AN oil and gas company has been handed the highest fine to date by the North Sea Transition Authority (NSTA) for flaring and venting more than 73 tonnes of gas without consent.

Petrochemical giant Repsol will have to pay £160,000 for the series of offences, which took place across the Auk North, Halley and Fulmar fields in Scottish waters last year.

It marks the highest fine the NSTA has ever given for emitting greenhouse gases without the appropriate permission.

The NSTA said the fine recognises Repsol’s failure may undermine public trust and confidence in the oil and gas industry, and raises questions about the company’s attention to regulatory compliance.

The 73 tonnes consisted of 46.8te of hydrocarbon flaring and 36.8te of hydrocarbon venting.

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Repsol was given a sanction notice on December 5, and was told it must pay the fine within 30 days of the notice being given. According to Repsol's website, the firm posted a net income of €2.785 billion in the first nine months of 2023.

NSTA director of regulation Jane de Lozey said: “Reducing emissions and meeting regulatory requirements is absolutely essential if industry is going to maintain its social licence to operate.

“Repsol has engaged with the NSTA to learn from its failings on this occasion and taken steps to ensure it does not happen again.

“We will continue to ensure that operators comply with regulations in the North Sea and will not hesitate to take action on the occasions that they do not.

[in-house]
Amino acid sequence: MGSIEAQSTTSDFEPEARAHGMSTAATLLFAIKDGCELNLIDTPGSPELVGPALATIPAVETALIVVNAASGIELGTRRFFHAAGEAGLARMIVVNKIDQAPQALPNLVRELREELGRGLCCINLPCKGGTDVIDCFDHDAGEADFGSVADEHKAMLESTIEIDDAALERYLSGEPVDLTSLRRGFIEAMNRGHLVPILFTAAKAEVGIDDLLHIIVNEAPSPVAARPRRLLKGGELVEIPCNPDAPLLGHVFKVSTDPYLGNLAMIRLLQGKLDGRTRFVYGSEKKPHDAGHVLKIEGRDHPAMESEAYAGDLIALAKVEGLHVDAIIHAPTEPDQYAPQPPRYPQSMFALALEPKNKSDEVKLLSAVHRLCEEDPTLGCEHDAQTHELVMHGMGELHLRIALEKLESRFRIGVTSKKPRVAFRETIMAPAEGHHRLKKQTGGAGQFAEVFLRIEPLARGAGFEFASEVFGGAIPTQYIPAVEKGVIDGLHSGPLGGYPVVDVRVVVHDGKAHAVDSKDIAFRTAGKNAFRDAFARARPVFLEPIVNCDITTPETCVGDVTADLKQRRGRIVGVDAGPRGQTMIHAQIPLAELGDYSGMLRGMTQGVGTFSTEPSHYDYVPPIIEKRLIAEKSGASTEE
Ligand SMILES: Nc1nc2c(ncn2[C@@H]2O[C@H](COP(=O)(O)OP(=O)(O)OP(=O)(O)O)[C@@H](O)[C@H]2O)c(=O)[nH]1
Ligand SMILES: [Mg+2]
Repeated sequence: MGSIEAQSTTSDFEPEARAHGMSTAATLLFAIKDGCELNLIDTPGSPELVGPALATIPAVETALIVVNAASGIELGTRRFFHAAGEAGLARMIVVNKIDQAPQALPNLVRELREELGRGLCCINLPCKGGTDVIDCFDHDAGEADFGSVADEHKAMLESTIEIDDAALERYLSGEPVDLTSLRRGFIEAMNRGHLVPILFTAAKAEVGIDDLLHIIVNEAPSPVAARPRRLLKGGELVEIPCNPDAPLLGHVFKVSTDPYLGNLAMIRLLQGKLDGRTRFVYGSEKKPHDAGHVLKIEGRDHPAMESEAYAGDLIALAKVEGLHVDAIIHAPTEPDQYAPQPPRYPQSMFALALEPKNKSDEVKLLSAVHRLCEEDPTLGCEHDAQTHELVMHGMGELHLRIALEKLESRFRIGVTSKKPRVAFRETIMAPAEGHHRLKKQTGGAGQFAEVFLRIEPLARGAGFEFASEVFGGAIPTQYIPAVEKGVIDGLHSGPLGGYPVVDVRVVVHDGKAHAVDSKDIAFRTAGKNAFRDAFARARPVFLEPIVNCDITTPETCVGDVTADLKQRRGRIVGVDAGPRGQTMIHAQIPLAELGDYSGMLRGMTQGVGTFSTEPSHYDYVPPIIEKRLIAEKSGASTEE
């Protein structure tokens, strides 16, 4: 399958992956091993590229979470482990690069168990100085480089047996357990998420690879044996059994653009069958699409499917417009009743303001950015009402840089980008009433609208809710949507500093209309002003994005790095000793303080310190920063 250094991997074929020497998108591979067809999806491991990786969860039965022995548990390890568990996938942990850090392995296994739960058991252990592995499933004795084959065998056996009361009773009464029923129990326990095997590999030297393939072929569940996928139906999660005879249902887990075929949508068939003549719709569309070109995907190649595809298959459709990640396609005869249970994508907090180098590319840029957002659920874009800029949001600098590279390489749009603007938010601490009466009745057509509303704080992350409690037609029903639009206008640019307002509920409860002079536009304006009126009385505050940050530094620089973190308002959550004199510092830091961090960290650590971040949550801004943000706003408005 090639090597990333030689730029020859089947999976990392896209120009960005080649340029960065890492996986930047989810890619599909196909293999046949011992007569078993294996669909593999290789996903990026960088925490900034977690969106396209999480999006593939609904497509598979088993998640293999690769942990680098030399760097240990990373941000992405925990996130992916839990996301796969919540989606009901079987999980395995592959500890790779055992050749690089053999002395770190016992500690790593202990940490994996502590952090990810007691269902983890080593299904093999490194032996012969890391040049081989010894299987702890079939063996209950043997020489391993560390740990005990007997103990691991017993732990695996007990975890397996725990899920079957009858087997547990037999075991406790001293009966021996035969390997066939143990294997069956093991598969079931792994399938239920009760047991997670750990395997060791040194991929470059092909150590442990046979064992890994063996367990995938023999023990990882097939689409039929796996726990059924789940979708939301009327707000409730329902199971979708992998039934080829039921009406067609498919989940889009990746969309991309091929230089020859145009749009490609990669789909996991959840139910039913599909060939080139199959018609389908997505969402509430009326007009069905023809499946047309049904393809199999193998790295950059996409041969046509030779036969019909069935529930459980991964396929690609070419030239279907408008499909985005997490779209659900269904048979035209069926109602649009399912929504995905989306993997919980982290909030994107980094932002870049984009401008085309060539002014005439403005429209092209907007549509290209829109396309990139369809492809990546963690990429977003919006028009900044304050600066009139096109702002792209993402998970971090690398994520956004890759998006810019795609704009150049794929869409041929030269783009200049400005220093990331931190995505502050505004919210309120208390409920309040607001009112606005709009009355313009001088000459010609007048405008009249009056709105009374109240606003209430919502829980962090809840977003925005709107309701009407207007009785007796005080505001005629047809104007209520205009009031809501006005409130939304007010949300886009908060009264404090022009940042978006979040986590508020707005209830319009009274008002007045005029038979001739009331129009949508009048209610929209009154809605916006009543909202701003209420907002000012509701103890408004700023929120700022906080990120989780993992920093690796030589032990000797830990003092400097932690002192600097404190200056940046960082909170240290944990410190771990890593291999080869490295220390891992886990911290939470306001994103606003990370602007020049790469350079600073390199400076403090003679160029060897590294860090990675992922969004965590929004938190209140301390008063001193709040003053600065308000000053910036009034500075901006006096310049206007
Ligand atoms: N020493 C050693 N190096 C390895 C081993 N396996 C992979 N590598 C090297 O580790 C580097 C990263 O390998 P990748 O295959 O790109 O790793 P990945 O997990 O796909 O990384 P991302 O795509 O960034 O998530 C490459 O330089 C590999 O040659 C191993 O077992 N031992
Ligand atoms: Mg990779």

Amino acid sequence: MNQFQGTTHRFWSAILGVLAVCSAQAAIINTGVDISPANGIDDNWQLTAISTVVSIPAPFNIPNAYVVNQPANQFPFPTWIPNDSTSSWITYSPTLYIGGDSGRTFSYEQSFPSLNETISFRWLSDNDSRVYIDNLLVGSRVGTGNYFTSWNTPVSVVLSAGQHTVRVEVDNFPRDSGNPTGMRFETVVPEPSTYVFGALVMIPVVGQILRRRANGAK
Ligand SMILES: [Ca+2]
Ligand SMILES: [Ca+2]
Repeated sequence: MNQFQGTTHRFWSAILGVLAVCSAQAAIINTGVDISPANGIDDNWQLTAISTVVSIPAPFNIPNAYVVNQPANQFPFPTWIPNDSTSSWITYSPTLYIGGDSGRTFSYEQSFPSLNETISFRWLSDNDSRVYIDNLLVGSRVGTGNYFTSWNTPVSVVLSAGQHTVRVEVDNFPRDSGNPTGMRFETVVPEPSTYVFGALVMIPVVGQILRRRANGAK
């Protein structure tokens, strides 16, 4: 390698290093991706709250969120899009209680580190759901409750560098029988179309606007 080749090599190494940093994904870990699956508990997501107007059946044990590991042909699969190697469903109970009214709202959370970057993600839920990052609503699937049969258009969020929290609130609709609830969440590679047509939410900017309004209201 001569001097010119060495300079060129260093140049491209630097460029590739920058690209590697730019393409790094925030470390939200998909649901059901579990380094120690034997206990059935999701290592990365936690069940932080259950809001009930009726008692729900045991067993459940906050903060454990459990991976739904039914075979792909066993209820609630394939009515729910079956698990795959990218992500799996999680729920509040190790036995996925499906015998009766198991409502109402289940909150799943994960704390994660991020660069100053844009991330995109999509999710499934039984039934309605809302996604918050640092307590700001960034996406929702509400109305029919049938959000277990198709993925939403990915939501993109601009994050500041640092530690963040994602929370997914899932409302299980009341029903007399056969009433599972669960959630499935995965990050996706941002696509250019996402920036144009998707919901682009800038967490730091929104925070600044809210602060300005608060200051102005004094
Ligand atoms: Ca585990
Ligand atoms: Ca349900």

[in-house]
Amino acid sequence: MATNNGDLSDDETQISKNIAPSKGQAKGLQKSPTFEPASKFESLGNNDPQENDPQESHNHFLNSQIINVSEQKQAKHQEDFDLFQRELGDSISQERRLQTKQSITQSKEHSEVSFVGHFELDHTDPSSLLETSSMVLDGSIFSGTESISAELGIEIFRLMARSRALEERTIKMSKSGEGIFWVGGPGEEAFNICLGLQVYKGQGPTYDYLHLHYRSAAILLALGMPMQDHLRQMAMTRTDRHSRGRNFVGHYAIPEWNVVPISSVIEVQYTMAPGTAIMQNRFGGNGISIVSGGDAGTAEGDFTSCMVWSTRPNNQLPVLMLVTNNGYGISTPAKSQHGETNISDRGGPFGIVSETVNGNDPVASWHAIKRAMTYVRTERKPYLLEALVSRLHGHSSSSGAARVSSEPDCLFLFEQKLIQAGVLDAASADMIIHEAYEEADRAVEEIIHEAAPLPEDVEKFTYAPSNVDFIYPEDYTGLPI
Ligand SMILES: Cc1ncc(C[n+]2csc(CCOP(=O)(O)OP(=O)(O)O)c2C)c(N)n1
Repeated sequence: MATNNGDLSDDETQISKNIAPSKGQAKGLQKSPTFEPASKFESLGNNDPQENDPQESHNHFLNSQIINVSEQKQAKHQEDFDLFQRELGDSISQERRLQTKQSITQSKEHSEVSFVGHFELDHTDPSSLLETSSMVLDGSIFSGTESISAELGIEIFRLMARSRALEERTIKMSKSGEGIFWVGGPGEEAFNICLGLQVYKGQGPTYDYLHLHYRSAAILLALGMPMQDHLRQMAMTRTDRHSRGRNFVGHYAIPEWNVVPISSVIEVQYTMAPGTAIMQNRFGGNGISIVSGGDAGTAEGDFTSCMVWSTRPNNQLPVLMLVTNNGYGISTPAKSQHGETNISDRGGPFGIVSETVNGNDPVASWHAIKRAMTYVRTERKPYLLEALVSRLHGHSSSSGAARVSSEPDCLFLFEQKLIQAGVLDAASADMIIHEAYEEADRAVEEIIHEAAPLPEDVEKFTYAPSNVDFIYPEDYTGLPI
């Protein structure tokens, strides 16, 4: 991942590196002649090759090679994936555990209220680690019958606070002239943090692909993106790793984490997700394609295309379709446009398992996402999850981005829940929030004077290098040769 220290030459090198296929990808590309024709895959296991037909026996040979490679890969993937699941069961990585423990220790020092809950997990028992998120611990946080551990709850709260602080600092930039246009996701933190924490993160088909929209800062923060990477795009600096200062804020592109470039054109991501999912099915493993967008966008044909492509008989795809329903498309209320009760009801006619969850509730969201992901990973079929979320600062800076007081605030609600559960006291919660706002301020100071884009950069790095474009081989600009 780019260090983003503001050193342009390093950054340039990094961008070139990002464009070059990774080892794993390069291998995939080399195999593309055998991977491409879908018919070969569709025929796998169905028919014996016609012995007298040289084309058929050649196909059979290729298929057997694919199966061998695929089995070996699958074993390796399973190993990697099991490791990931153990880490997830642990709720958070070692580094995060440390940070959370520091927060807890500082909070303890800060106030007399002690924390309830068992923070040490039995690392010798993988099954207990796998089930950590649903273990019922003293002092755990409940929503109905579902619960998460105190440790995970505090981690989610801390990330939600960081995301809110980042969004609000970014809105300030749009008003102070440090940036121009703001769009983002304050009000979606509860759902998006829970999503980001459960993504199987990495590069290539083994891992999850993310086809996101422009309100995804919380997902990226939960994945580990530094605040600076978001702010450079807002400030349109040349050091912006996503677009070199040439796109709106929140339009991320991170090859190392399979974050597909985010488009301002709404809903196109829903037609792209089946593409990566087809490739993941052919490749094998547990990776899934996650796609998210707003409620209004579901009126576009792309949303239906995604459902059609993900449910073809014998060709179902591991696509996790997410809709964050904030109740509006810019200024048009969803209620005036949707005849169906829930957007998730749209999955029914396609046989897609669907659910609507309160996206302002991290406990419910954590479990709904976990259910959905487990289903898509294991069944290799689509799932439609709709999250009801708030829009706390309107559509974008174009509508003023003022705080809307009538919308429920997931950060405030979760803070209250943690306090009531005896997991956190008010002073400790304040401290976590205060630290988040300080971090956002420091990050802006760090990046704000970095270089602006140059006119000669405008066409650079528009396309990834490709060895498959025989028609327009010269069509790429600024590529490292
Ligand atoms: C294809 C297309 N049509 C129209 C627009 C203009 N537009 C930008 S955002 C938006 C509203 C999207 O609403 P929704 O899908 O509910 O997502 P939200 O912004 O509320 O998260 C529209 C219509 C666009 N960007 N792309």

“The NSTA is always ready to work with operators to ensure they remain in compliance, or bring them back into compliance.”

The National:

Repsol is a multinational company with a worldwide presence.

Its headquarters is in Madrid, Spain, and according to Forbes, it was the 320th largest company in the world as of 2022.

The NSTA says the oil and gas industry as a whole has responded positively in reducing carbon emissions, having almost halved North Sea flaring as part of ongoing work which has led to greenhouse gases being cut by 23% between 2018 and 2022.

The second highest fine issued by the NSTA was £150,000, though the Energy Act 2016 gives the NSTA the right to give fines of up to £1 million.

Repsol operates the Fulmar facility, which is situated east of Dundee in the central North Sea.

The company has been granted short-term flare and vent consents since January 2019 as a necessity.

Since July 2020, the short-term flare consents have noted the main users of the Fulmar platform are now third parties, with the facility providing oil and gas processing facilities for different companies.

However, the NSTA informed Repsol on July 1, 2022 that there were no valid consents in place for Auk North, Halley and Fulmar.

The company was warned continuing to flare or vent after consent expired on June 30, 2022 would mean it would fail to comply with regulatory requirements.

A spokesperson for Repsol Resources UK said: “We have accepted responsibility for unauthorised flaring and venting at our Auk North, Halley and Fulmar fields.

“We co-operated fully with the NSTA’s investigation and have taken steps to mitigate the possibility of any future breaches.”